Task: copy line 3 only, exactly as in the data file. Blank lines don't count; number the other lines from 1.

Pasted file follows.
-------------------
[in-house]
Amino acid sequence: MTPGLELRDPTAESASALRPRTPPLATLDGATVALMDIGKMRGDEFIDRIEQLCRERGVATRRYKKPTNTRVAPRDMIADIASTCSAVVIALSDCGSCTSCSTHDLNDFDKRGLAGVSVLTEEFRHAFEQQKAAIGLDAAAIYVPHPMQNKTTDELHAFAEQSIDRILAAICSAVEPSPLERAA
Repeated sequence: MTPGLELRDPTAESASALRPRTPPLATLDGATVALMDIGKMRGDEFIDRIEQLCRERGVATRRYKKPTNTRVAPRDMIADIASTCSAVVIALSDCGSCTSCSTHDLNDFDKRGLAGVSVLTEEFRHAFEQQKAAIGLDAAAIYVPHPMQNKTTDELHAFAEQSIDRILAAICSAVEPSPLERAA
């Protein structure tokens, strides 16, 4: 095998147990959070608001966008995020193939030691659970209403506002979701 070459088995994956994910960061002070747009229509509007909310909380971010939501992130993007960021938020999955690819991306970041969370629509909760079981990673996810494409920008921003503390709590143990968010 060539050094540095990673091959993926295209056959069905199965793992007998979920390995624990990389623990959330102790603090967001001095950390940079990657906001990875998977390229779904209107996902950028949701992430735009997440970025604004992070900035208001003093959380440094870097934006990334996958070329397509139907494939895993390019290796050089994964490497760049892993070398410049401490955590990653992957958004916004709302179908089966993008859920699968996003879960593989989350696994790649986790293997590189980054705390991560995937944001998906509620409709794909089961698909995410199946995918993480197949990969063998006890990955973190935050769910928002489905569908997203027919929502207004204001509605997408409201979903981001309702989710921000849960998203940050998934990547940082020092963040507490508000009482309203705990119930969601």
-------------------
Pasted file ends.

Repeated sequence: MTPGLELRDPTAESASALRPRTPPLATLDGATVALMDIGKMRGDEFIDRIEQLCRERGVATRRYKKPTNTRVAPRDMIADIASTCSAVVIALSDCGSCTSCSTHDLNDFDKRGLAGVSVLTEEFRHAFEQQKAAIGLDAAAIYVPHPMQNKTTDELHAFAEQSIDRILAAICSAVEPSPLERAA